Art Amidst Pandemics: A Glimpse

Just Some Interesting History

Art, in some capacity, always seems to aim at the expression of its creator’s existence, often acting as a descriptor for a period that an artist is living through and bridging a sort of gap between personal experience and one’s own existence in a society. This week, I thought it would be interesting to take a look at some specific themes and examples of art that have been a direct reaction to changes and tragedy similar in scope to what we may currently face. Plus, I think researching art that shares this commonality will help inform my own artistic process, individualism and coping skills during this time and I hope it does for you too.

Amidst the horror of the Bubonic Plague outbreak, new themes began to emerge in art during the mid 15th century. Imagery depicting the tragic and macabre side of death took hold and continued to grip Europe for years to come, echoing all the way through to contemporary art. However, while these new concepts were being explored, artists and viewers alike were also drawn to humorous topics, often using it as a co-occuring theme to accompany images of death and despair.

German artist Hans Holbein, while not the sole creator and proprietor this idea, is often credited with the popularization of “Danse Macabre” (The Dance of Death) in visual art. In fact, “Danse Macabre” likely started as a literary device, gaining traction in play-writing before being exposed in the form of early religious Renaissance frescoes in France during the mid-to-late 15th century. Holbein’s Danse Macabre manifested this theme into a series of woodblock prints done in Germany  between 1523-1525, each one energetically depicting a scene where one or more members of a particular class (sometimes multiple classes) interact with death incarnate…always in the form of a skeleton that teases its potential victim in a nearly coquettish-like fashion, typically tugging or dragging the subject’s clothes or limbs.


This imagery remains influential and present to this day, always representing the dichotomy of life and death, and the relationship they share with each other. Not only would this add an element of levity to an already grave situation, but in many instances, these pieces acted as commentaries to the class system of the time, and the façade of security that came with additional resources and wealth. Nobody was exempt from Death’s dance in Holbein’s prints and everyone from peasants to the pope can be seen tangoing with the skeletons, with the more gruesome deaths reserved for those Holbein saw as morally reprehensible. The influence that the Black Death would have on 15th-16th art was widespread and the Danse Macabre is only one minute aspect of the way the artistic landscape of ideas an imagery would change due to the plague.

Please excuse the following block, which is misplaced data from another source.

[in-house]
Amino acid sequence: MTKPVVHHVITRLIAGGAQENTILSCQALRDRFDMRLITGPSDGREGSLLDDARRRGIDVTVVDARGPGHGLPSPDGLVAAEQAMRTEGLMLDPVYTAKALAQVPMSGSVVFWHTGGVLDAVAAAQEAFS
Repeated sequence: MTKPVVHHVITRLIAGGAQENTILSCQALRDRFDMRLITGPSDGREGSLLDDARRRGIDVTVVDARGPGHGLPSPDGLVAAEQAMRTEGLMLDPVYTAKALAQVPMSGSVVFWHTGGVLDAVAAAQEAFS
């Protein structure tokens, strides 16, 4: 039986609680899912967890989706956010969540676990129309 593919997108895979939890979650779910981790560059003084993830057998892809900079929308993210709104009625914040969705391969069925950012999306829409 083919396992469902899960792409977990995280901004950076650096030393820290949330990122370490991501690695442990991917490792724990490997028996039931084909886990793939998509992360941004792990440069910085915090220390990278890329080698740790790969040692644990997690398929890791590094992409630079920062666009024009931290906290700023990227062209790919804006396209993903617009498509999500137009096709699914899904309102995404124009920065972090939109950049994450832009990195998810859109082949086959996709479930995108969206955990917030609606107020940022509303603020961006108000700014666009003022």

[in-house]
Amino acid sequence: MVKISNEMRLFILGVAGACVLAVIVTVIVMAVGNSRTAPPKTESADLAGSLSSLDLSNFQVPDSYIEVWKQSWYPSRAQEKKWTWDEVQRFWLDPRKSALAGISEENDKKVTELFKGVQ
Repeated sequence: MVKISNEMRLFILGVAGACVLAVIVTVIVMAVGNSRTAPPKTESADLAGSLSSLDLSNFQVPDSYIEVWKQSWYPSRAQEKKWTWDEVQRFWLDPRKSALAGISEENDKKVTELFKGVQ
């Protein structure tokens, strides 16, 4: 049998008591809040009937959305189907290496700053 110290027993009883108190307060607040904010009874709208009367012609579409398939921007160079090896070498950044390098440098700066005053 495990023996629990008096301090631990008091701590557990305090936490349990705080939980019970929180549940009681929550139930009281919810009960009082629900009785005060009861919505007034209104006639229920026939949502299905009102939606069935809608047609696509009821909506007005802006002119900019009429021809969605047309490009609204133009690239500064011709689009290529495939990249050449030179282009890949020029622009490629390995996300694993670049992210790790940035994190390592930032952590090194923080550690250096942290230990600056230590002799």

Dance 2

Hans Holbein the Younger, Danse Macabre, ca. 1523-25, Published in 1538

Shifting from the Bubonic Plague to the 1918 Influenza Pandemic, the early 20th century flu outbreak was a relatively quiet time when it came to reactionary art, at least in reference to the Spanish flu. *Side Note* I largely disagree with referring to the 1918 outbreak as the “Spanish flu,” due to the ethic connotation it has and the fact that this particular flu strain likely didn’t even come from Spain, rather it’s thought to have originated in the United States, France, China or Britain (in fact Spanish people would often refer to it as “The French flu” during the outbreak). However for the sake of readability I’m going to refer to it as such.

During the years after the outbreak, the world was still reeling from the impact of World War I, which would claim over 40 million lives – 10 million less than the estimated global death count as a direct result of the 1918 flu. Edward Munch was among the artists who left us paintings that directly reference the outbreak, such as Self Portrait with the Spanish Flu (1919) and Self Portrait After the Spanish Flu (1919). Both pieces have a feverish elements to them, couple that with the dark atmosphere of the works and you’re left with an honest impression of Munch’s weathering of the illness. Munch had faced the pestilence of illness his entire life, watching himself and his immediate family struggle with tuberculosis which would claim the lives of his mother and sister, so his bout with the Spanish flu was of a particularly intense nature.

spanish flu munch
Edvard Munch, Self Portrait with the Spanish, 1919

Finally, I wanted to take this space to pay homage to one of my all time favorite artists who perished as a result of the 1918 Flu pandemic. Egon Schiele was a master of line, twisting an contorting them into intriguing and erotic shapes. Like Munch, much of his work was deeply psychological and, earning him a spot amongst the founding members of early expressionism. Here we see an unfinished self portrait of him placed in a family setting. Titled The Family (Self Portrait) and painted in 1918, it remains unfinished because he would die alongside his wife shortly after contracting the illness, doing only a few sketches of her in the three days between her death.

Egon Schiele, The Family (Self Portrait), 1918

On a lighter note, I think it’s important that we recognize the influence this event is having on us, and how we can honor it and care of ourselves and each other in this time, because you never know what kind of lasting legacy, whether it’s individual or collective, can be left by doing so.


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